Election results in question after voting machine glitch discovered (PA)
Scranton Times. November 6, 2009. BY BORYS KRAWCZENIUK (STAFF WRITER)
A glitch in Lackawanna County voting machines might have cost Councilwoman Janet Evans and tax collector candidate Bill Courtright as many as 2,452 votes each, and is spurring questions about the accuracy of other counts.
Director of Elections Maryann Spellman Young blamed the glitch on a lack of specific computer coding for straight-party voting by the machine manufacturer, Elections Systems & Software of Omaha, Neb.
Ms. Spellman Young said the glitch was corrected Thursday and did not affect any other candidates.
But District Attorney Andy Jarbola said he might ask for a further review. Lance Stange, the campaign manager for Republican judicial candidate Frank Castellano, said he wants a hand-count of a sample of machines to check the computer-counted results, as required by law.
"Frankly, this should have been caught before the election," Mr. Stange said.
Ms. Spellman Young said she did not know how the glitch went undetected during pre-election testing.
"It should have been caught on their end," she said, referring to the manufacturer.
Electronic Systems & Software issued a statement backing up Ms. Spellman Young's assertions.
"Upon discovery of the error, ES&S re-examined the full election coding to find that all other contests were coded accurately," the
statement said. Efforts to reach a company spokeswoman were unsuccessful.
Ms. Spellman Young said she believes election officials would have discovered the problem during the official count, which starts today.
Straight-party voting means voting for all the candidates from the same party. That's done by filling in the oval next to the party name at the top of the ballot. Tuesday's election was the first time since using the new voting machines where some candidates had both party nominations.
Ms. Spellman Young said the problem was discovered after a member of Mrs. Evans' family pointed out her vote total in one precinct seemed to lack straight-party votes.
Unofficial results showed Mrs. Evans finished third overall in the five-person City Council race for three council seats. That was a surprise considering she had the Democratic and Republican nominations and the four other candidates had only one nomination.
Election officials checked a summary of vote totals and found no party designation next to the names of Mrs. Evans and Mr. Courtright, who also had both nominations. Election Systems & Software checked and found the proper coding missing.
If each gets all the straight-party votes, Mrs. Evans would become the high vote-getter in the City Council race while Mr. Courtright would become top vote-getter among all city races.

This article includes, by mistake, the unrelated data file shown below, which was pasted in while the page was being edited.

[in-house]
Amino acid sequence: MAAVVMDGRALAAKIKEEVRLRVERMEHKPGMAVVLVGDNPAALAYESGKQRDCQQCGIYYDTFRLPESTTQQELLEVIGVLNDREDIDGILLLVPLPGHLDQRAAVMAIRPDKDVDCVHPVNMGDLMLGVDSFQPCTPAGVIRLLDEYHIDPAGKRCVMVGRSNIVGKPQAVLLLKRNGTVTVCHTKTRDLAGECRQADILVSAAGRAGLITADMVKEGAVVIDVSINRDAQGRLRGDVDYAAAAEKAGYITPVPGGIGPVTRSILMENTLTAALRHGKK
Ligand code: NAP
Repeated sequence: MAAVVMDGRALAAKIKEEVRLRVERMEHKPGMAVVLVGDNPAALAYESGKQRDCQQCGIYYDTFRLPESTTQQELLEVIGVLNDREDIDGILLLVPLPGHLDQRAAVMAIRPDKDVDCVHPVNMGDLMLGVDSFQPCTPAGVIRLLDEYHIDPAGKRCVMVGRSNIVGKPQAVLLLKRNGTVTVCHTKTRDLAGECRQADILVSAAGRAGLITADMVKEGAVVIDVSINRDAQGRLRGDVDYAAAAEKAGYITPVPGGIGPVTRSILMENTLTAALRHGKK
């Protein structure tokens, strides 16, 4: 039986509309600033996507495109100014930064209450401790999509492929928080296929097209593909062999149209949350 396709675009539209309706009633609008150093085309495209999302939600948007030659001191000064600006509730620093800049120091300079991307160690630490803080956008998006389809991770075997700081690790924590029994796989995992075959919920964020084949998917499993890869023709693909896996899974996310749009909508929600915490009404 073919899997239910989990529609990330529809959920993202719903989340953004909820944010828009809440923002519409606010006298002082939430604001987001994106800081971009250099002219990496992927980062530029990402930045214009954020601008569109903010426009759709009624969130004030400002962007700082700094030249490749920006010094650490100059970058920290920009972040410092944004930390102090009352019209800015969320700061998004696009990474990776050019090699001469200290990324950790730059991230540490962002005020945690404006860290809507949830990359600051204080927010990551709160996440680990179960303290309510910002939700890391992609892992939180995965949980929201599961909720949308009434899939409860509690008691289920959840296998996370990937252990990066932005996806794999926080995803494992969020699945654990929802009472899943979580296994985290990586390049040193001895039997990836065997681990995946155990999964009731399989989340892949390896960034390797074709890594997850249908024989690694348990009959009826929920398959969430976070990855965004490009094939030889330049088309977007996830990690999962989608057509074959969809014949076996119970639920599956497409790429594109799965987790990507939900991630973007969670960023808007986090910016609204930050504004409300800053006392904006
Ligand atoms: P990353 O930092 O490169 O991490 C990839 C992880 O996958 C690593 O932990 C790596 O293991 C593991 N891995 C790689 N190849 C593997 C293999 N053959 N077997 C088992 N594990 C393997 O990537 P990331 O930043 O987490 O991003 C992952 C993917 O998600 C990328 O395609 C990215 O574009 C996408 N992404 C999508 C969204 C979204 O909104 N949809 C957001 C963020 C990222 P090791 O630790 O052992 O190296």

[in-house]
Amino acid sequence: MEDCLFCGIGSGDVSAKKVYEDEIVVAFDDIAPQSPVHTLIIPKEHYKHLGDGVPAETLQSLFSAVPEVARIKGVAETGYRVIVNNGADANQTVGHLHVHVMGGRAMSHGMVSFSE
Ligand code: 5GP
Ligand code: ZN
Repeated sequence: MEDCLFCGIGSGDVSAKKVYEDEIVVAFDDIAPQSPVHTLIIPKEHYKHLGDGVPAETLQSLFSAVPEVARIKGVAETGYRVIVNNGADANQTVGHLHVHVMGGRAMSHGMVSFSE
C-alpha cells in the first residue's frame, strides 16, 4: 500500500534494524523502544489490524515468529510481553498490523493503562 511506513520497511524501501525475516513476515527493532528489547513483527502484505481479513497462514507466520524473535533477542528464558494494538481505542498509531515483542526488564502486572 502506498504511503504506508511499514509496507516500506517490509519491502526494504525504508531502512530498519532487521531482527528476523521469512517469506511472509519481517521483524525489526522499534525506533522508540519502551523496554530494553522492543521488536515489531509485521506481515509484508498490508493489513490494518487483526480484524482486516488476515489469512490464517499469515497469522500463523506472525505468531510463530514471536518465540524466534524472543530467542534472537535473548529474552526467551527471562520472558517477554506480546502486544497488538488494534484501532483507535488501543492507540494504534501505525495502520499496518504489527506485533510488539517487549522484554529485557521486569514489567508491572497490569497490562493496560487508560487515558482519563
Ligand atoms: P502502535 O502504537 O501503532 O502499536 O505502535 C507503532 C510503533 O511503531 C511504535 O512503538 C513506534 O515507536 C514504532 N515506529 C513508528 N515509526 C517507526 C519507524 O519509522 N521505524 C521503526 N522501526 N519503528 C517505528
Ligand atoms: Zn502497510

The unofficial results had Patrick Rogan on top with 8,902 votes followed by Frank Joyce, 8,735; Mrs. Evans, 8,477; Doug Miller, 4,619; and Lee Morgan, 3,835. Mr. Courtright had 10,959.
With all 2,452 straight party votes - 400 Republican, 2,052 Democratic - counted, Mrs. Evans could have 10,929 votes and Mr. Courtright would have 13,411.
They may not receive all the straight-party votes, however. Voters who fill in the straight-party oval are still allowed to change their vote to candidates of another party when filling in the ovals for any particular race.
Family members said Mrs. Evans had become ill since the election and was unavailable for comment Thursday.
Chris Evans, her son, who helped run her campaign, said his mother was bedridden, though he expected her to be up again soon.
"We were very pleased with the results we got Tuesday night," he said, adding that victory for the team was the main goal. "If it turns out she got more votes, that's even better."
Mr. Courtright said the additional votes matter less than the need for election officials to make sure the glitch never happens again, so voters are not discouraged from future voting.
Mr. Jarbola, who also had both nominations and was unopposed, said his concern is rooted in the smaller number of votes recorded in his race and county row officers races compared with the county judge race.
A total of 48,780 votes were recorded in the judge race, but only 39,720 for district attorney, 38,157 for sheriff, 36,030 for recorder of deeds and 36,020 for register of wills, according to the county's unofficial count. All the races were uncontested. The difference in ballots between his race and the judges is more than twice the normal difference between contested and uncontested races, Mr. Jarbola said.
He probably will wait until after the official count before deciding his next step, he said.
"Whatever has to be done to protect the integrity of the election process, it should be done," Mr. Jarbola said.
Countywide, there were 6,439 Democratic and 2,246 Republican straight-party votes cast.
But Ms. Spellman Young said she is sure straight-party votes counted in other races, because the number of voters in each case equals the sum of the votes cast plus undervotes, she said. Undervotes are when someone votes for no one at all in a race.
Mrs. Bisignani Moyle said she is sure her race was property counted because "the numbers in my race add up."
Roger Dupuis II, staff writer, contributed to this report.